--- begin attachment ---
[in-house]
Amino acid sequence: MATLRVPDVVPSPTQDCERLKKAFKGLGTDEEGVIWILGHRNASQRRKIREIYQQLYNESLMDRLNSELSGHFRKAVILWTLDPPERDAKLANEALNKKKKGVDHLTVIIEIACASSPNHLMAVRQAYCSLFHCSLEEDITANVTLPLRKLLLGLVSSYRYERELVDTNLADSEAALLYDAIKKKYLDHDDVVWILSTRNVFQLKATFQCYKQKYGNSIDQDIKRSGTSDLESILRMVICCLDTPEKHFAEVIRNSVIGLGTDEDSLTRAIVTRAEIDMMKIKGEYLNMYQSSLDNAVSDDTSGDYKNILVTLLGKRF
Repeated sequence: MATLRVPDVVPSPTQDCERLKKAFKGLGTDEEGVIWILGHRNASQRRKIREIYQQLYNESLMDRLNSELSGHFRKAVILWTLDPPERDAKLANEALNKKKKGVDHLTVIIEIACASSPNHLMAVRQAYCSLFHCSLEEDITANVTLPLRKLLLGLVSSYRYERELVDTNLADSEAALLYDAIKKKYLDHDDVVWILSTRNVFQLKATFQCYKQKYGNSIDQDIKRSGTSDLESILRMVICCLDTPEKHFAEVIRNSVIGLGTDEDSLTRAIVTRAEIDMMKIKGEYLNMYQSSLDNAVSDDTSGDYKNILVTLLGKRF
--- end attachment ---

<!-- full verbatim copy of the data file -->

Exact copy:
[in-house]
Amino acid sequence: MATLRVPDVVPSPTQDCERLKKAFKGLGTDEEGVIWILGHRNASQRRKIREIYQQLYNESLMDRLNSELSGHFRKAVILWTLDPPERDAKLANEALNKKKKGVDHLTVIIEIACASSPNHLMAVRQAYCSLFHCSLEEDITANVTLPLRKLLLGLVSSYRYERELVDTNLADSEAALLYDAIKKKYLDHDDVVWILSTRNVFQLKATFQCYKQKYGNSIDQDIKRSGTSDLESILRMVICCLDTPEKHFAEVIRNSVIGLGTDEDSLTRAIVTRAEIDMMKIKGEYLNMYQSSLDNAVSDDTSGDYKNILVTLLGKRF
Repeated sequence: MATLRVPDVVPSPTQDCERLKKAFKGLGTDEEGVIWILGHRNASQRRKIREIYQQLYNESLMDRLNSELSGHFRKAVILWTLDPPERDAKLANEALNKKKKGVDHLTVIIEIACASSPNHLMAVRQAYCSLFHCSLEEDITANVTLPLRKLLLGLVSSYRYERELVDTNLADSEAALLYDAIKKKYLDHDDVVWILSTRNVFQLKATFQCYKQKYGNSIDQDIKRSGTSDLESILRMVICCLDTPEKHFAEVIRNSVIGLGTDEDSLTRAIVTRAEIDMMKIKGEYLNMYQSSLDNAVSDDTSGDYKNILVTLLGKRF